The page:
Attorney General Derek Schmidt shouldn’t burn up a lot of tax dollars in his zeal to overturn the will of Wichita’s voters on marijuana. Nor should he and other state leaders miss the message of last week’s election: that thinking on pot is changing, even in conservative Kansas.
Schmidt asked the Kansas Supreme Court to declare the ordinance null and void in a filing Thursday, two days after it was approved by 54 percent of Wichita voters. Yes, as he emphasized, it conflicts with state law in several ways, including that it would reduce the penalty for first-time marijuana possession to a $50 fine for adults over 21 and consider a violation to be a minor infraction. Under state law, possession of marijuana and drug paraphernalia are Class A misdemeanors punishable by a fine of up to $2,500 and up to one year in jail.
But as many as 79 percent of voters in some central Wichita precincts favored the ordinance. Opinion polling has detected a shift as well, with support for legalizing medicinal use of marijuana in Kansas ranging from 59 to 70 percent in recent years.
The state is due a serious legislative debate – not just hearings for show – on issues related to medicinal marijuana and reduced criminalization and incarceration of low-level drug users.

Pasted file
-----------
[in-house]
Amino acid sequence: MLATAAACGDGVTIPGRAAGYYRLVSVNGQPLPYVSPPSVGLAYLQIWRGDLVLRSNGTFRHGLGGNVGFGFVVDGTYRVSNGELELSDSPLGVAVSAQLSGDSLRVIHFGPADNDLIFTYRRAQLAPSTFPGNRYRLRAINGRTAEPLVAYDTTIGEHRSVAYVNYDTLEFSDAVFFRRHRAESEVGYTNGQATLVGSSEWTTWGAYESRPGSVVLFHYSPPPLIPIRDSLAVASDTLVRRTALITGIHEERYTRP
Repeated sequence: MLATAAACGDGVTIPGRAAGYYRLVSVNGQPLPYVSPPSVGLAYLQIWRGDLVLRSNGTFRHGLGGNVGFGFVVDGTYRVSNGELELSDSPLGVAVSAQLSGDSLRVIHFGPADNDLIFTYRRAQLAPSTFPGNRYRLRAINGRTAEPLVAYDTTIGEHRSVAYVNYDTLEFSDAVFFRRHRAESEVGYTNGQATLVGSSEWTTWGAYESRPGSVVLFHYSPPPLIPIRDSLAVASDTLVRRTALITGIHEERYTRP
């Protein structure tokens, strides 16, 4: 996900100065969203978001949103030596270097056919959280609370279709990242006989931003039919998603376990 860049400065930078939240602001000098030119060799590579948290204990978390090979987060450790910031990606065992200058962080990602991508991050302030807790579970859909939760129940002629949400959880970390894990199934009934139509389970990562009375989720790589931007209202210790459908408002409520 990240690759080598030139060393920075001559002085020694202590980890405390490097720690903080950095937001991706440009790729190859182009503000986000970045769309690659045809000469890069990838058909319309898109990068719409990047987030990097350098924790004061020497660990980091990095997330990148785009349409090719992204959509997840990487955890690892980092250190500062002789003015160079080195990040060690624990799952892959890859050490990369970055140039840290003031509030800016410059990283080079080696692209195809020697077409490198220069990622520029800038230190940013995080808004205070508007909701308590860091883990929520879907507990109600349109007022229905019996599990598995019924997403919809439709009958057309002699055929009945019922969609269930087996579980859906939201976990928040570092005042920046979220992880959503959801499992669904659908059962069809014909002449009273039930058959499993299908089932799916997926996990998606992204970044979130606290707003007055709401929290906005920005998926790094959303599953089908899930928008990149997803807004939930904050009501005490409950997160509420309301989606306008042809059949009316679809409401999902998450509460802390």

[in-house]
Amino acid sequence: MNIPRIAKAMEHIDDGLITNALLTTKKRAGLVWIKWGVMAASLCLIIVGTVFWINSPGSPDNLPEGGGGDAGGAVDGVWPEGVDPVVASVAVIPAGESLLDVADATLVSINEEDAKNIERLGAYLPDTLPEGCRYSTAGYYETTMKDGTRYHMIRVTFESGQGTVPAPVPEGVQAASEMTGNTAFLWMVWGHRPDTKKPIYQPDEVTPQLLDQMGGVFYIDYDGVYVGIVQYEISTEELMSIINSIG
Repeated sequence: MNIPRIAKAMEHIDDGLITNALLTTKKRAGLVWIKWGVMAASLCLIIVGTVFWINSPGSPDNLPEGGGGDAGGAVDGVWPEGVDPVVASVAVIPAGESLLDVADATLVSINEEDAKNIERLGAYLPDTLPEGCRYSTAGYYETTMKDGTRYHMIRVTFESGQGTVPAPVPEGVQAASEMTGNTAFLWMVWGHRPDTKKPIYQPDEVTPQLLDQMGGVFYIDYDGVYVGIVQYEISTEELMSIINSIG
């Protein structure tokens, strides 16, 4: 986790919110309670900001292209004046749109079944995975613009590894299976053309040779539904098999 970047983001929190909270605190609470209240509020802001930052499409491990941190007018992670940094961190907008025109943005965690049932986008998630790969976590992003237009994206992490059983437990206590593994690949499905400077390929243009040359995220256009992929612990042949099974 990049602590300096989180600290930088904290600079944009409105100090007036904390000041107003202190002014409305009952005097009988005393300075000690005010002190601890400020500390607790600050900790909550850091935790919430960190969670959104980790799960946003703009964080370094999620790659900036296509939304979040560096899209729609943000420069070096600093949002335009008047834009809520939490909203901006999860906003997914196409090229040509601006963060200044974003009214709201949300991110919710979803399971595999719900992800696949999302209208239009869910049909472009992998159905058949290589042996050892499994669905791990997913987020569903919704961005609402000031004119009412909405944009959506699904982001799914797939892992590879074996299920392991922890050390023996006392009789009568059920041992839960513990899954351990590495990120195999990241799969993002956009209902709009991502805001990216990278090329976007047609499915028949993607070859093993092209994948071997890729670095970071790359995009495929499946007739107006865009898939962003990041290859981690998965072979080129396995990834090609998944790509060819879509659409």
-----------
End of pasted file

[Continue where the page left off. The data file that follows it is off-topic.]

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The Wichita City Council had hoped to avoid spending tax dollars on a legal fight when it voted 6-1 in January to put the question on the April 7 ballot.
Instead, the ordinance’s passage now has led not only to the attorney general’s request for a “quick, authoritative and final resolution in the Supreme Court” but to the city’s own lawsuit in Sedgwick County District Court, which is aimed at testing the initiative’s legality.
Especially with the state’s top legal official gunning for the ordinance, its prospects seem doubtful. Perhaps, as noted by Scott Poor, attorney for Marijuana Reform Initiative-ICT, a court could strike down parts of the ordinance while letting others stand.
Wichitans have to hope this is resolved quickly, and without costly legal bills.
While it waits, Wichita can only wonder why the state hasn’t fought a 2006 ordinance in Lawrence that included a relaxed fine for marijuana possession of $200. Then there’s the question of when state legislators will update state law so cities know what to do when a local petition drive pushes for an ordinance at odds with state law.
But especially with the state lacking both revenue and the political will to add prison beds, the key question is when lawmakers will start being open to reforms that would walk back the costly, life-wasting war on drugs statewide.
For the editorial board, Rhonda Holman